A shepherd actually lives out in the fields with his sheep. He doesn’t go home at night, leaving them to graze on their own. He sleeps in the fields with them. He guides them, protects them from wolves that may come, and leads them to areas of fresh grazing. He goes after a sheep that gets lost, he untangles them from brambles. I also imagine a shepherd talks with his sheep. After all, a shepherd probably doesn’t have human company very often. Not only is he charged with caring for the sheep, but they are also his companions. To him, they aren’t one monolithic reality, simply a herd. They are his sheep, each with distinct characteristics and personalities.
How often do we look at someone and label them before we have even met them? How often do we take a human being with complex thoughts, feelings, and motivations and reduce them into a one-dimensional person? So often we approach people making assumptions about them. We approach them as strangers, and they see us also as strangers.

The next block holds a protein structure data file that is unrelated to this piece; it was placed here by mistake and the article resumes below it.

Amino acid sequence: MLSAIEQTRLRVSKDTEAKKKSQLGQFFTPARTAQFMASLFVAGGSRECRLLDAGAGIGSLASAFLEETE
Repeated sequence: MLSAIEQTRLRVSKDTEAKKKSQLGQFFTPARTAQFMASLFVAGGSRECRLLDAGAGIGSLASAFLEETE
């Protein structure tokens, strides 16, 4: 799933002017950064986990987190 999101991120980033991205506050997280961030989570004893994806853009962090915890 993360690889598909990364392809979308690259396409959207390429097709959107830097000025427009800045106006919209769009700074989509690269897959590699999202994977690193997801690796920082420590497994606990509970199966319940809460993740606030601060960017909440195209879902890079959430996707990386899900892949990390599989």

This leads us to the second idea of the scripture passage I want to focus on: that the sheep will not follow the voice of the stranger. We live in a society where interacting with strangers is not particularly encouraged. We teach our kids from a young age not to talk to strangers, we avert our eyes from people we don’t know when we are passing them on the street, and often inserting ourselves into conversation with complete strangers is seen as odd or invasive. And yet, sometimes, when it comes to evangelism, we go into it, expecting to have an encounter with someone who we don’t know very well or even at all, wanting to talk to them about Jesus Christ. So often, we approach evangelism against this backdrop. We want to jump right in and talk about Jesus to people who are strangers to us. In our zeal to help them know Christ, we can sometimes bypass the natural development of a relationship, seeing someone as little more than a target. While I don’t think we intentionally do this, we do still do it.